The beauty of a monarch butterfly.
As we live with faith, amid much that seeks our attention, there is a simple wisdom worth practising.
Reading Ignatian spirituality one is reminded to be grateful for the little ordinary miracles of life: the very fact of waking each day – the gift of a new day of life. I like to imagine bumper stickers. Most are rather long and might require the purchase of a truck, like: “Be here now until you are not here any more!”
Another of the little miracles is the gift of our senses. What we can hear, see and smell. “When in doubt, play Mozart, eat chocolate” is another of my imagined bumper stickers.
Jesus’ wisdom and our own highest intuitive knowledge is that to know what is best, look at the world through the eyes of children. They show us how to reappreciate the miracles of our senses. I recently watched a grandchild stop in her tracks, transfixed by a butterfly dancing.
Likewise the blessing of friendship. All within the ever-faithful friendship of God.
As the poets say, “every friend is a world” of special moments, associations, gifts shared, times of laughter.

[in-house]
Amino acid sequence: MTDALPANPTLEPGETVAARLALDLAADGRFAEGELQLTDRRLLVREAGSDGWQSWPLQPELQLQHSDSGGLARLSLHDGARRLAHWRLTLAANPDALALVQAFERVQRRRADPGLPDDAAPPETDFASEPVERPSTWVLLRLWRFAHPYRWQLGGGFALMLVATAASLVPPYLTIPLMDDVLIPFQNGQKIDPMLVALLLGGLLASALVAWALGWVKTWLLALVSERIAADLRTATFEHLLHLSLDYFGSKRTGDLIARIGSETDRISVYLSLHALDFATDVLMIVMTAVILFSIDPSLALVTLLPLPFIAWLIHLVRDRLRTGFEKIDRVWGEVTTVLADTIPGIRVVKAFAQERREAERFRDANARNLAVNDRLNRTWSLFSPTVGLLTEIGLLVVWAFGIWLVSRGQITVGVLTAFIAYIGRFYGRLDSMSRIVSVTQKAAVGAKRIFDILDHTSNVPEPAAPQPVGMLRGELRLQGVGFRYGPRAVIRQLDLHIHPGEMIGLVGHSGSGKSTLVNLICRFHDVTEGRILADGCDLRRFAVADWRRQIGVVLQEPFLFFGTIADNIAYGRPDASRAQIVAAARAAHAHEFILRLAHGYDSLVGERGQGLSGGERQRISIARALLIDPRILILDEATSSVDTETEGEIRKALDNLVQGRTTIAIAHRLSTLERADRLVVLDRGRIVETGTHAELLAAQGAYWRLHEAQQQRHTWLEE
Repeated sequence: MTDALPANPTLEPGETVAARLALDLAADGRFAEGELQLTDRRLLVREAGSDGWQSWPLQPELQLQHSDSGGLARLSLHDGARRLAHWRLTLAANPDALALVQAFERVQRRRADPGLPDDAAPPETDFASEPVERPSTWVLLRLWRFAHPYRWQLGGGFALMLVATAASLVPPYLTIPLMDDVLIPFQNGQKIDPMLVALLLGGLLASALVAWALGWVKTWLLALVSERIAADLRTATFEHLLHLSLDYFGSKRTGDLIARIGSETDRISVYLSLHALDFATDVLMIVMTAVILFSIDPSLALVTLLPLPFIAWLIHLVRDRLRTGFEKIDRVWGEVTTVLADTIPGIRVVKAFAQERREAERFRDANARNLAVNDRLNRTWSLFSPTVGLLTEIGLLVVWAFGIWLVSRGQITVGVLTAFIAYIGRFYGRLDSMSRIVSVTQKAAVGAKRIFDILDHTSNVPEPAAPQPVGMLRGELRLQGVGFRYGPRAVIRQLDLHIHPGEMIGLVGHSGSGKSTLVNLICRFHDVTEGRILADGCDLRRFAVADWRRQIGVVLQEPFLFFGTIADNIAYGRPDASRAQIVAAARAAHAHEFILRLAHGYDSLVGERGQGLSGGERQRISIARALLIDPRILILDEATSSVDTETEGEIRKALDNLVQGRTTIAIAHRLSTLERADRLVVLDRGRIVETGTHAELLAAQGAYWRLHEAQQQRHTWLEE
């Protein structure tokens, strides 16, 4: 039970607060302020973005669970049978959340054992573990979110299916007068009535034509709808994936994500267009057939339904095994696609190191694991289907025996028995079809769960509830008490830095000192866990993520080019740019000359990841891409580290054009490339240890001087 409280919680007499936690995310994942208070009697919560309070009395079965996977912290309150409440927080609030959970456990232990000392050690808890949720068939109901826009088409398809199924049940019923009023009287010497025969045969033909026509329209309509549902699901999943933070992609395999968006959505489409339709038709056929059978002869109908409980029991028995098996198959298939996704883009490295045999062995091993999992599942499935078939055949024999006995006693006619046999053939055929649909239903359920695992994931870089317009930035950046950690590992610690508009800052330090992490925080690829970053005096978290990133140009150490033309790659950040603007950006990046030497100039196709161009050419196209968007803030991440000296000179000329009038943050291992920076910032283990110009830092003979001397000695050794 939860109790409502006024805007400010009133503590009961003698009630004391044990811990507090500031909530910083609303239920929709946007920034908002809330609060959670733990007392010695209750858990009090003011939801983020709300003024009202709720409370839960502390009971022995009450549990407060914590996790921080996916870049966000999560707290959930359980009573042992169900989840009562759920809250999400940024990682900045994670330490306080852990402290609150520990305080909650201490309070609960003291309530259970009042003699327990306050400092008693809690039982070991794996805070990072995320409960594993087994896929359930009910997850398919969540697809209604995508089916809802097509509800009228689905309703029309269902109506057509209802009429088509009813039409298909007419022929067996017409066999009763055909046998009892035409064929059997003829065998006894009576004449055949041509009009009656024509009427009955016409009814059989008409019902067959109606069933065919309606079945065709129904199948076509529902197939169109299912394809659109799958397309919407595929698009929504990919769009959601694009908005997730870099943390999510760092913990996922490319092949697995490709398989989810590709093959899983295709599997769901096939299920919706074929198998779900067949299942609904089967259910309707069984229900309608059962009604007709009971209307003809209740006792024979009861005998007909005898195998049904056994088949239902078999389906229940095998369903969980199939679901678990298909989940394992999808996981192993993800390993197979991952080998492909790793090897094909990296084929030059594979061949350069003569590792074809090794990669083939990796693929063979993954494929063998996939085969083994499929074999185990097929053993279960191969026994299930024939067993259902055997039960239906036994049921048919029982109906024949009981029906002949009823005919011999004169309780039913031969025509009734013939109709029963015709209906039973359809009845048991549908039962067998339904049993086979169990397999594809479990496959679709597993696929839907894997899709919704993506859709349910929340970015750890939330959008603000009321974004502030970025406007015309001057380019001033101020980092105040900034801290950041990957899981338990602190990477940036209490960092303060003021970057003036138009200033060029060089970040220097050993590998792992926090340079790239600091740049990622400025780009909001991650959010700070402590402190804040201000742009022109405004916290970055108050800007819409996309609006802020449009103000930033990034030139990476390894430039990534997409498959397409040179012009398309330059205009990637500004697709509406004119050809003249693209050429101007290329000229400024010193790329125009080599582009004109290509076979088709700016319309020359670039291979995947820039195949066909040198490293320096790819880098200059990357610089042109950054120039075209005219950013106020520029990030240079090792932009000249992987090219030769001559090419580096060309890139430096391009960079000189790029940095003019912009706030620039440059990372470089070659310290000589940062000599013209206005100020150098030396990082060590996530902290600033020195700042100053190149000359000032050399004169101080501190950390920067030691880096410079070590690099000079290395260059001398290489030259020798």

St Aelred of Rievaulx, in an Anglican-Orthodox statement, is recalled saying: “God is friendship. The one who abides in friendship abides in God, and God in them.”
The Gospels witness Jesus’ overflowing friendship towards all: the Orthodox Church refers to Jesus as “Philanthropos” – the friend of all humankind.
Then there is “meaning”: our ways of contributing and belonging, the pathways we have found to positive social identity (and our reciprocal obligation to help young people find such a pathway).
We recognise the demand for identity is such that people might become anyone, so long as they can be someone. We don’t want kids feeling there is no alternative to a negative identity.
Listening to refugees, one appreciates afresh the yearning to be free. People will endure terrible things but they will be free. The pursuit and delight of freedom gives meaning to many lives.
Then there is the little miracle of nature – the planet from space, the sight of Uluru in morning light, swimming in the summer ocean, so much more. Hence our stewardship and the importance of sustainable development, amid the dangers of climate change.
In Federation Square recently, I came across folk looking at each other’s faces. They were looking at the face of a stranger – appreciating unique beauty, including faces that are well-lived in.
So many other little miracles, like silence and laughter.
Said one archbishop: no one without a sense of humour should be in charge of anything, not a kindergarten, certainly not a nation.
Are there other little miracles you’d add to this little list? Together let’s be thankful for the little miracles of our daily life. Spirit and matter intersecting!
Philip Huggins is a bishop for the Anglican Diocese of Melbourne.
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